On ACCEPTING Hospitality, Plus Giveaway Results!

I mentioned last week that I’ve been in the hospital and on bed rest the past couple of weeks.  After I’m released from bed rest, I’ll still have to cut back or limit activities and I’m working on what that will look like for the next eight weeks or so.  Meanwhile, I have asked for help.

Yes, you read that right.  And yes, it was hard.

It’s hard to admit that we just can’t handle things, that things were already kind of hanging by a thread before I got sick.  It’s humbling to admit that you’re not just “doing great, thanks!” when you’re dealing with unemployment and hospitalization on top of regular household tasks and homeschooling and a bunch of other stuff.

But it sort of dawned on me, as I sat in the hospital trying not to listen too closely to the heart rate monitor so I wouldn’t freak myself out, in commanding us to show hospitality, God implies that we sometimes need to accept it too.

Like most people, I have tended to see hospitality as sort of sanctified entertaining.  I have made a lot of meals for other people, but never really connected that to hospitality.  I’m grateful that while I was in the hospital I read 31 Days to a Heart of Hospitality, which describes hospitality as so much more than dinner parties, and instead as a way to build community and comfort and encourage each other.

So although it was uncomfortable and humbling for me, I accepted my mother’s offer to come stay with us, I accepted meals from our church family and other friends, I took a friend up on an offer to make some gluten-free baked goods for Sarah, and another friend’s offer to come over and clean our bathrooms.  I’m not going to lie to you, I had to fight my pride on these things.  I wanted so badly to say “never mind, I will handle it myself!”  But seeing that deeper definition of hospitality also opened my eyes to the fact that we are blessed to have family and friends who are willing to offer us the heart of hospitality–to come alongside us when things are falling apart and pray for us and offer us help and encourage us with tangible comfort.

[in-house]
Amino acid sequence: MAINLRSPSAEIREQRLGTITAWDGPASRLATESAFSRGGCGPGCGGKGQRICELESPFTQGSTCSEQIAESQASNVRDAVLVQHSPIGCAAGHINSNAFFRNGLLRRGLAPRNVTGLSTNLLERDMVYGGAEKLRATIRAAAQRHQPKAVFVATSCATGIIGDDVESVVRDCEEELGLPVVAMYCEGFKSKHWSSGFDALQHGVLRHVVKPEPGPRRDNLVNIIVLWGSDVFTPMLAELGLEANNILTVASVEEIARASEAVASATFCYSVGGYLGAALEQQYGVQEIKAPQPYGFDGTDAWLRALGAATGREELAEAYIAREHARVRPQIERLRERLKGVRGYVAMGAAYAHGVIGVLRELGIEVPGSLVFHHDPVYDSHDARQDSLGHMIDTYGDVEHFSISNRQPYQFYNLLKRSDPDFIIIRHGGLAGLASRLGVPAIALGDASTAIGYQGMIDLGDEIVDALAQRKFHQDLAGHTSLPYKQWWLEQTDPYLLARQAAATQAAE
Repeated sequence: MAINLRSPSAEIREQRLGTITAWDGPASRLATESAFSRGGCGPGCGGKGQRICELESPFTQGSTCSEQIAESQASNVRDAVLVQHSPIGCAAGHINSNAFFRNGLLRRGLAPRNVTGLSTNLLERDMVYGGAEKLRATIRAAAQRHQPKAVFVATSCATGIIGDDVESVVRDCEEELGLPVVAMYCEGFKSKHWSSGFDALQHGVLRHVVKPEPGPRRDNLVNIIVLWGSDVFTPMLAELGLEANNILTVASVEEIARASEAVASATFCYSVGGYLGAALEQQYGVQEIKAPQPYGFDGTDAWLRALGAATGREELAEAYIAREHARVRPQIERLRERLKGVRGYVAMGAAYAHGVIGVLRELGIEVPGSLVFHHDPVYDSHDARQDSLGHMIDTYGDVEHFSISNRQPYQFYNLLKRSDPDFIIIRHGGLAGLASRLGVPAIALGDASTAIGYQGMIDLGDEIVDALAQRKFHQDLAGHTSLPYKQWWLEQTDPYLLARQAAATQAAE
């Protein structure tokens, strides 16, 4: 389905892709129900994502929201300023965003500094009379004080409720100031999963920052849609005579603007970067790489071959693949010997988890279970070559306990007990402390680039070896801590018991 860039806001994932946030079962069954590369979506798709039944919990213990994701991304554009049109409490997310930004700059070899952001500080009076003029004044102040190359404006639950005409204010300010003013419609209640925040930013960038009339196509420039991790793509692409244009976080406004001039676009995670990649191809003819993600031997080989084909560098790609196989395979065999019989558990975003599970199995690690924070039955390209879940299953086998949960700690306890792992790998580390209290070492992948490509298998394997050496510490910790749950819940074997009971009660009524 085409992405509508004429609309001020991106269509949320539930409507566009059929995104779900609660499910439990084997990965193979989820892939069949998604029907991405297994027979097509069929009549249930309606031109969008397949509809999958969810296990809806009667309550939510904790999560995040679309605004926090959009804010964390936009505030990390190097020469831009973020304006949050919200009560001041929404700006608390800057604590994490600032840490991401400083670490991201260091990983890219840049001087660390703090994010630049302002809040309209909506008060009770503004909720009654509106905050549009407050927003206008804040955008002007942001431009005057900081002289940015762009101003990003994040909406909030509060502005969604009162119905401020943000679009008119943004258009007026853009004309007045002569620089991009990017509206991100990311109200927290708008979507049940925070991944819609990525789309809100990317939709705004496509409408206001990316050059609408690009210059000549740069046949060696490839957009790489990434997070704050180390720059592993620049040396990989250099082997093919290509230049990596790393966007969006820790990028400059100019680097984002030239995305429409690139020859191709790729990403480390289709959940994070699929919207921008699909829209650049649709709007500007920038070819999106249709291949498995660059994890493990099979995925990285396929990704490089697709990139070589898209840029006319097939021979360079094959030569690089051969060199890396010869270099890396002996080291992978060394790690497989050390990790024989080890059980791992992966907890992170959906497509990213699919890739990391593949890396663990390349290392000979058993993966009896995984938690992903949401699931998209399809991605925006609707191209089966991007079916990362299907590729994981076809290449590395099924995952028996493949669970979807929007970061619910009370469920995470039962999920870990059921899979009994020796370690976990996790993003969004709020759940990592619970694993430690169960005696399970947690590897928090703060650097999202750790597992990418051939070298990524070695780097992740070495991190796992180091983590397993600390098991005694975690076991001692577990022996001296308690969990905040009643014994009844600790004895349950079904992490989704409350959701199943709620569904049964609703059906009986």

The privilege of accepting the gift of hospitality has opened my eyes to ways that I can offer hospitality to others in the future.  Yes, I need to open my home for meals and visitors, but also I need to use the margin I’m carving out now out of necessity to be ready to creatively serve others when they need help or encouragement later.  I’m so grateful for the hospitality others have shown us, and I’m looking forward to finding ways to offer that comfort and encouragement with a true heart of hospitality.

Sheila and Elizabeth won the giveaway copies of 31 Days to a Heart of Hospitality!  If you didn’t win, don’t despair!  You can still get your own copy of 31 Days to Heart of Hospitality.  If you read the book, come back and let us know what you learn from it!

Have you ever found yourself desperately needing hospitality?  Was it hard to ask for help?  What did you learn from it?


Many thanks to Edie from Life in Grace for offering this giveaway!

31 Days to a Heart of Hospitality – Review and Giveaway!

If you read Edie Wadsworth’s blog, Life in Grace, you quickly get a sense of her gift for combining the thoughtful, spiritual, and inspirational with down-to-earth style and practical tips.  In her new e-book, 31 Days to a Heart of Hospitality, Edie uses the same approach, creating a book that gets to the center of why we feed and care for our families and neighbors, why we strive to make our homes beautiful and welcoming places of refuge, and how to put hospitality into practice while maintaining the right motivation and attitude.

Since my word of the year is “connect” I appreciated how the book began with our need for connection, and how it ties in to biblical commandments to feed and clothe and love our neighbor.  Hospitality, Edie writes, is not so much about entertaining (although using your best china and making pretty table settings can be a way to encourage and show people we value them) but about taking the time to really consider others, and to welcome them into your life and help meet their needs, physical and relational.

Another great aspect of the book is how Edie progresses from hospitality as a spiritual concept, to how it impacts our marriages and children.  I was challenged by the idea that we have to be hospitable to our families, not just friends and neighbors.

In addition to a strong spiritual and theoretical foundation, the book includes a lot of practical ideas for ways to make your home more welcoming, make your kitchen, living areas, and guest rooms more useable, and make your preparations for hospitality smoother so you can spend more time enjoying and encouraging your guests.